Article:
We were recently commissioned to collaborate on the launch of a new brand for a major food corporation headquartered in Toronto, Canada. A project of this size requires dynamite coordination to ensure the production goes flawlessly.
In this three-part series, we're going behind the scenes to show you what it takes to prepare for a shoot of this size, what factors are taken into consideration and how decisions are made.
Our first challenge on this new brand launch was to capture still images for a print campaign. The client wanted a dark, rich setting that gave the imagery a dramatic look and feel. This required sourcing a multitude of backgrounds, surfaces, props and accessories. Once everything was pulled together, the client had a wide variety of options to choose from so we could achieve the desired look and feel.
Next, we fried everything from onion rings to mac & cheese bites, beer battered fries to mozzarella sticks and pickles. It was a fried food lover heaven! One of the great things about our commercial kitchen is that we have a commercial hood vent over the stove and fryers. If you've ever been a part of a fried food shoot, you know how invaluable this kitchen accessory is. It can take weeks for the "fried smell" to disappear from the studio if you don't have a hood vent.
Another important factor you must take into consideration when shooting a food product that is distributed to restaurants is serving size. That is why we weigh the product used in every photo. There's a lot of discussions that goes into serving size – is it a shareable appetizer or a small plate? Will it be served at a casual dining restaurant or a gastropub? All of these factors must be considered when plating a product. You don't want to visually over-promise the customer; otherwise, they'll be quite disappointed when their order arrives at the table.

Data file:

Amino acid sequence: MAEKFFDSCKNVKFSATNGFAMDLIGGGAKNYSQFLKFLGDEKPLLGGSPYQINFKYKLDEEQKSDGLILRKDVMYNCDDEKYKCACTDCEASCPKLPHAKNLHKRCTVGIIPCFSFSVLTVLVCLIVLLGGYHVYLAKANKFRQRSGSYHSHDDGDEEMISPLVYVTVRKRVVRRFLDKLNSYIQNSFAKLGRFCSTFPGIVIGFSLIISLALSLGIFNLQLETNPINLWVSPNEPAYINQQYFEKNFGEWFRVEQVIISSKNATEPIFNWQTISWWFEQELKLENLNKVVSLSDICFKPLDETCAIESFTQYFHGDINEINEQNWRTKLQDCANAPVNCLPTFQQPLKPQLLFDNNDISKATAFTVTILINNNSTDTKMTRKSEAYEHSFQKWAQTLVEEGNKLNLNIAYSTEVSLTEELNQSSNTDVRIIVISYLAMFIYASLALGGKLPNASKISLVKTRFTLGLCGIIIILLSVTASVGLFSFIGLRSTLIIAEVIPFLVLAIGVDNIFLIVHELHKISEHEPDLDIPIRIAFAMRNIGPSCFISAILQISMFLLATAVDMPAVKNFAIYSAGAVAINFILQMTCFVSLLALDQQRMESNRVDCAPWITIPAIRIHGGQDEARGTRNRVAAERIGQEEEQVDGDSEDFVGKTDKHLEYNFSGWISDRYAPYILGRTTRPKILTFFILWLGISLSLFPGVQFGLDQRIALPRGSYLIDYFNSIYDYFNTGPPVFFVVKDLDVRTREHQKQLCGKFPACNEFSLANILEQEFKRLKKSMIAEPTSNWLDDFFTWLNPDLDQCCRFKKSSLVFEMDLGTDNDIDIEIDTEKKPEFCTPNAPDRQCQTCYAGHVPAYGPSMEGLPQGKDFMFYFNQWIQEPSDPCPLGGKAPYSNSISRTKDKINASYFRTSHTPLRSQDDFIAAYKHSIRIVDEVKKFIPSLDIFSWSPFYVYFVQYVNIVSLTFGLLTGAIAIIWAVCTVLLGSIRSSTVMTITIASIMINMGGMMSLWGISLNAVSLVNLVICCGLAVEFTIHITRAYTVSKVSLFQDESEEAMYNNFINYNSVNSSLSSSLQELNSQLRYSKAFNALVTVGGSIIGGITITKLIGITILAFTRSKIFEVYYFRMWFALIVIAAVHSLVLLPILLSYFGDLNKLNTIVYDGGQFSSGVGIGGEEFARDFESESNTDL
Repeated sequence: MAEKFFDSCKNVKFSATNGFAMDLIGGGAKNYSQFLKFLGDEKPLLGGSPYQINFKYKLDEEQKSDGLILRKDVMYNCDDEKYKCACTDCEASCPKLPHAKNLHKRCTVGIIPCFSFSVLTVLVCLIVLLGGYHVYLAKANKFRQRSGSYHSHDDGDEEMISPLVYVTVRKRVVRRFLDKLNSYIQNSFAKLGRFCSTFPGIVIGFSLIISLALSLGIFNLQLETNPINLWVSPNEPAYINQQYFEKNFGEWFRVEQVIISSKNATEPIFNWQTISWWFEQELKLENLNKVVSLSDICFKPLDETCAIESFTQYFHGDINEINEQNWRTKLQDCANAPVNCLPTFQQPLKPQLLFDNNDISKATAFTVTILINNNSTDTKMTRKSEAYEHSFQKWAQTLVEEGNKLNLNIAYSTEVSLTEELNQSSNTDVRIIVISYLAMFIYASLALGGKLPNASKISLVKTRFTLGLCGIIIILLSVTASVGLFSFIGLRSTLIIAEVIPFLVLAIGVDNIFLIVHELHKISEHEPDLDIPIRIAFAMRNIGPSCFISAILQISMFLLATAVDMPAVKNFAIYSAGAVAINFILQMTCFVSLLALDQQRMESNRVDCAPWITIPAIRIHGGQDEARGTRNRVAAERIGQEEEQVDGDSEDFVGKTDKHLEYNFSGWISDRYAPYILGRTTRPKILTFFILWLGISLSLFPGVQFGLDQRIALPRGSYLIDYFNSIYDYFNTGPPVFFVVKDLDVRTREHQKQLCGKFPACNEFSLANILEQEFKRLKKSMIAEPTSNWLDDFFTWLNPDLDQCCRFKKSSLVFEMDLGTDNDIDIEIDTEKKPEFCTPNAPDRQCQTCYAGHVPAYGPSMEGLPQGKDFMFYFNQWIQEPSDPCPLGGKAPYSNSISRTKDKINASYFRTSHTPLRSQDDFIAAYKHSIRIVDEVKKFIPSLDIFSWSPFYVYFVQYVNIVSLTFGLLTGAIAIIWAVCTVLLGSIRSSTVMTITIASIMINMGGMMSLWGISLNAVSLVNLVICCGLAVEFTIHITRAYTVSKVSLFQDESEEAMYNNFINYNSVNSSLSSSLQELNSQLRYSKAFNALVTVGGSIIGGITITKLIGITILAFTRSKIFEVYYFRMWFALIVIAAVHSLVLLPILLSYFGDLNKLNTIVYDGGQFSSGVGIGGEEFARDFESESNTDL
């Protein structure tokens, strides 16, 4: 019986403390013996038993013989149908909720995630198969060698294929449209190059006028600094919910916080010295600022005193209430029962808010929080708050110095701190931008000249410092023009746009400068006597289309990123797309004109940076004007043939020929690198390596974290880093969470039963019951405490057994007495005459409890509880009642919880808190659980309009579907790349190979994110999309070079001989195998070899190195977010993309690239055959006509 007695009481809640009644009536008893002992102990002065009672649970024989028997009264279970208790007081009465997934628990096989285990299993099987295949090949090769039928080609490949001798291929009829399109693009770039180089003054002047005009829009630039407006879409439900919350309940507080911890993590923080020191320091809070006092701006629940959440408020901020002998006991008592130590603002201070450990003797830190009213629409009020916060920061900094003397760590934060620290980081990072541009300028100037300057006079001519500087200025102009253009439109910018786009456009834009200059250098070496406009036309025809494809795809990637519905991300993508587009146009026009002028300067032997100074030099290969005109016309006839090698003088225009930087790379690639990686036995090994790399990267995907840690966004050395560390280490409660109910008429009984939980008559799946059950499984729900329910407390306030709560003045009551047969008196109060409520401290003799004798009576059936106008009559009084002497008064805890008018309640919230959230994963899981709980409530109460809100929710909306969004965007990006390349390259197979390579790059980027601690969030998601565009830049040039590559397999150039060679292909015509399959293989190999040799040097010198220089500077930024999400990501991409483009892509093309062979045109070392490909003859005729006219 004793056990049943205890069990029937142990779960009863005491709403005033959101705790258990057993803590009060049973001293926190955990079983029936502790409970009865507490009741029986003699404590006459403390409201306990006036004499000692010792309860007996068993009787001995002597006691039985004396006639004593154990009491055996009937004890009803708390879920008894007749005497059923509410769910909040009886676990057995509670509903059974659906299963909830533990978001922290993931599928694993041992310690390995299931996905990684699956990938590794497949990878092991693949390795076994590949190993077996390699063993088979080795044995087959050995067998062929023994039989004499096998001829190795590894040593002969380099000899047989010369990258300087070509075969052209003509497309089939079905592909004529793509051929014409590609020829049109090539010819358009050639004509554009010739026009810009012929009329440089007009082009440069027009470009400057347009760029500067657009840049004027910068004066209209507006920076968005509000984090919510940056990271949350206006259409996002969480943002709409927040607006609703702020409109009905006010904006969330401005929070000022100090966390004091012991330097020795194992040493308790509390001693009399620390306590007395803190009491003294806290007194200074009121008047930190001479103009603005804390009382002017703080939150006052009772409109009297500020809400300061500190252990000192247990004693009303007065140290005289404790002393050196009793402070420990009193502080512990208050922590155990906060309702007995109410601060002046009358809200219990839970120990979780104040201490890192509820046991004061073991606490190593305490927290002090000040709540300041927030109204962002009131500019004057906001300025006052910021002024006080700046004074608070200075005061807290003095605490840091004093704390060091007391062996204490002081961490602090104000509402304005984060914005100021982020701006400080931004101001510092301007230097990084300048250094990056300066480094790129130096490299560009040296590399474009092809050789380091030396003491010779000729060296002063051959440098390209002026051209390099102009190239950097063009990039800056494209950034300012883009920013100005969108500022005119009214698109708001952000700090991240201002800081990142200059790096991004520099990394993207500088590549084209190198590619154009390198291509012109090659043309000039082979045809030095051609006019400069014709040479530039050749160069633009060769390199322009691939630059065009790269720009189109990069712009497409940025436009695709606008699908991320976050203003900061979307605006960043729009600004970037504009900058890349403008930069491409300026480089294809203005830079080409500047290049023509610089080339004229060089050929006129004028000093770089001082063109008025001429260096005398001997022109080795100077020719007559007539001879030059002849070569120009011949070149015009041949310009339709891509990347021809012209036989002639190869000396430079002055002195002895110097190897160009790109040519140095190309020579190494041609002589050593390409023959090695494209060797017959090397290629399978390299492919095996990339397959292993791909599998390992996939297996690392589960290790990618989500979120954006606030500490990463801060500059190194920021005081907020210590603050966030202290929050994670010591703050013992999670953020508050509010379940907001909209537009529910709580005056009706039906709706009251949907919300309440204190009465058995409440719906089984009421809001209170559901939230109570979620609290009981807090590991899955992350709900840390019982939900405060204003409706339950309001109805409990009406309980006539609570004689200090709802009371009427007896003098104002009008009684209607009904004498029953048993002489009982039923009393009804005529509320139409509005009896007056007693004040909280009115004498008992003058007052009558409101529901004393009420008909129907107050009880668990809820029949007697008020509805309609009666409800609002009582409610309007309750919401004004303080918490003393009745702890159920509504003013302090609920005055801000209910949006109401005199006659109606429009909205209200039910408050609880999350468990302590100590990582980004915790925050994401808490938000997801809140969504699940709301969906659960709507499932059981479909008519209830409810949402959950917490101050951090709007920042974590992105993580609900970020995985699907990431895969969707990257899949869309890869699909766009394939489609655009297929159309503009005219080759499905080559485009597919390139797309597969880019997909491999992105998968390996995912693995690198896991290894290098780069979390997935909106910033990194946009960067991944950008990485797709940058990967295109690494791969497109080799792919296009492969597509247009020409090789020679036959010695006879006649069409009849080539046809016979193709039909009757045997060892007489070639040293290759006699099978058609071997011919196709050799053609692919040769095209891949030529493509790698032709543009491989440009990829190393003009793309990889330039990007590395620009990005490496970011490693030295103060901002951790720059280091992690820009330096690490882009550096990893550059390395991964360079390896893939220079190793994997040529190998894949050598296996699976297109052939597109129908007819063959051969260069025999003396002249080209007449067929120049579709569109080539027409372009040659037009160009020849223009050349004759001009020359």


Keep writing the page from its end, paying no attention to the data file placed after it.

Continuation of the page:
With the first three days under our belt, we had a lot of fun and captured the rich imagery our client desired. Check back in a couple weeks for the next installment in this series where we'll take a look at how many people it actually took to pull off this production.
Until then, enjoy these behind the scene photos!
We're not praying to the fruit god, although it might look like it!
Doing a little last minute refinement to one of the backgrounds.
Props, props and more props!
The Associate Creative Director and his client discussing prop choices for the next shot.
This isn't how you grill your steak?
Fry, baby, fry!
Our food stylist assistant frying up some hot onion scoops.
The beer battered jalapeño bottlecap are ready for the spotlight in the next shot.
Now those are some nice looking rings!
The hero maxi cut fries are on set.
Everything gets weighed, even the fried pickles.
6 ounces right on the nose!
It's all about natural, beautiful lighting.
Tricks of the trade – sometimes we use a sheet of white paper to control the light.
The food styling must go on, even with a bum finger!
This project required the main camera to be locked down in one position. To capture a few different angles,
David hooked up a DSLR to another computer and shot each recipe from multiple viewpoints.
There's nothing like a runny yolk to dip your fries in!